April 8, 2019
April 8, 2019
September 4-5, 2018 India Habitat Centre (IHC), Lodhi Road, New Delhi Transportation – mainly urban transportation -- accounts for 26 per cent of global carbon emissions. It is the only sector where carbon emissions continue to grow, adding to the climate change burden.
Introduction Centre for Science and Environment (CSE) has been working with cities to promote and implement source-segregation model of waste management.
Centre for Science and Environment organized half a day round table workshop on ‘Draft Parking Policy 2017’ that the Department of Transport, Government of Delhi has issued recently.
The high energy footprint of conventional municipal water management practices and contemporary disharmony between the water and energy sectors has resulted in missed joint opportunities for resource conservation.
Budget hikes transport allocation by nearly a quarter to provide improved public transport service to all
Accounts for more black carbon emissions than from petrol. Transport sector is responsible for 25 per cent of global black carbon emissions
The road accident data from the Union Ministry of Road Transport Highways for the year 2012 shows that every hour one person is either killed or injured in road accident in Delhi.
In India, traffic accidents are not on the health agenda. It is time the agenda is changed. Last week when the Union Minister for Rural Development met with an unfortunate and tragic accident on the road in Delhi, the issue was highlighted. But as yet, there is little understanding of the seriousness of the problem, and why India, which has just begun to motorise, needs to take action, and fast.
Centre for Science and Environment organised a Stakeholder Dialogue on Improving Environmentally Sustainable Transport in Sri Lanka on December 10 in Colombo in collaboration with Ministry of Environment and Renewable Energy, Sri Lanka. This dialogue is part of our initiative to build a forum for city dialogue on air quality and sustainable mobility.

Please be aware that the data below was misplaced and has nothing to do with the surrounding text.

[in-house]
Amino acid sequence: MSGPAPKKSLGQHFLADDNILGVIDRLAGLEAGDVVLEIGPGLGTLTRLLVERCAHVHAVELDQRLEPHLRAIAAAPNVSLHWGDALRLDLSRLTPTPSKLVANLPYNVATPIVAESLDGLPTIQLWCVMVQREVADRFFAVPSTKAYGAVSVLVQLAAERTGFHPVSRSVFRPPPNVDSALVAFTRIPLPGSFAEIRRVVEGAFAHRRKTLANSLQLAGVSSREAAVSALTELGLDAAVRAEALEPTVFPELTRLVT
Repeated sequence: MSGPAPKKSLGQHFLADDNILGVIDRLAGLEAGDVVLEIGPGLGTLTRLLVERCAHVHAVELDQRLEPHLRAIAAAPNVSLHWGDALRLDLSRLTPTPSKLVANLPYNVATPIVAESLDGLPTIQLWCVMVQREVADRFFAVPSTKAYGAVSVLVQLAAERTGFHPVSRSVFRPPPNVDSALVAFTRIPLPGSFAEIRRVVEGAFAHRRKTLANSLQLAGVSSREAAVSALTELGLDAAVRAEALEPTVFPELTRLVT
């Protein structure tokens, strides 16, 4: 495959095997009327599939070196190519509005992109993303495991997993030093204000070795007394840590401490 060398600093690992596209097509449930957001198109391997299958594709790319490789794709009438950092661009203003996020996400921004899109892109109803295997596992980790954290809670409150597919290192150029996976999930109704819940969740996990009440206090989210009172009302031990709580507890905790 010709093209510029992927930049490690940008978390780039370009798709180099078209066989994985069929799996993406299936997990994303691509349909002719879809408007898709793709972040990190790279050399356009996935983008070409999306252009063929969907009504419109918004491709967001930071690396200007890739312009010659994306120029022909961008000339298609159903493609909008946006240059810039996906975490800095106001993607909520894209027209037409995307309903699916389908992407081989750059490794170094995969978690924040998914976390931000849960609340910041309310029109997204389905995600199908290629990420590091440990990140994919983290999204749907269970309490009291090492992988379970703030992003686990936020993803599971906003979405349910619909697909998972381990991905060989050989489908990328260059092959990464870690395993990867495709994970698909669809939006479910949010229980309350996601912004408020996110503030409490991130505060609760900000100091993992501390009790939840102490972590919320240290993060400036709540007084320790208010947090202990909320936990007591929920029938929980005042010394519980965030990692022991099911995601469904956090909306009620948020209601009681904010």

I write this column from my bed, recovering from an accident that broke my bones. I was hit by a speeding car when cycling. The car fled the scene, leaving me bleeding on the road. This is what happens again and again, in every city of our country, on every road as we plan without care for the safety of pedestrians and cyclists. These are the invisible users. They die doing nothing more than the most ordinary thing like crossing a road. I was more fortunate. Two cars stopped, strangers helped me and took me to hospital. I got treatment. I will be back fighting fit.
Have you ever noticed the footpath? Does it even exist? And if it does what is its height from the road? What should be the ideal height that allows for pedestrians to walk without fear of being run over or breaking a leg clambering onto it, while not allowing cars to park and take over this public space?
Liquor baron Ponty Chadha and his brother who were killed in a fratricide incident had another business not widely known. Ponty had recently acquired the concession to run public transport buses in Delhi. His company had won the bids for three clusters with a combined fleet of 600-odd vehicles. Now questions are being asked about who will run the business.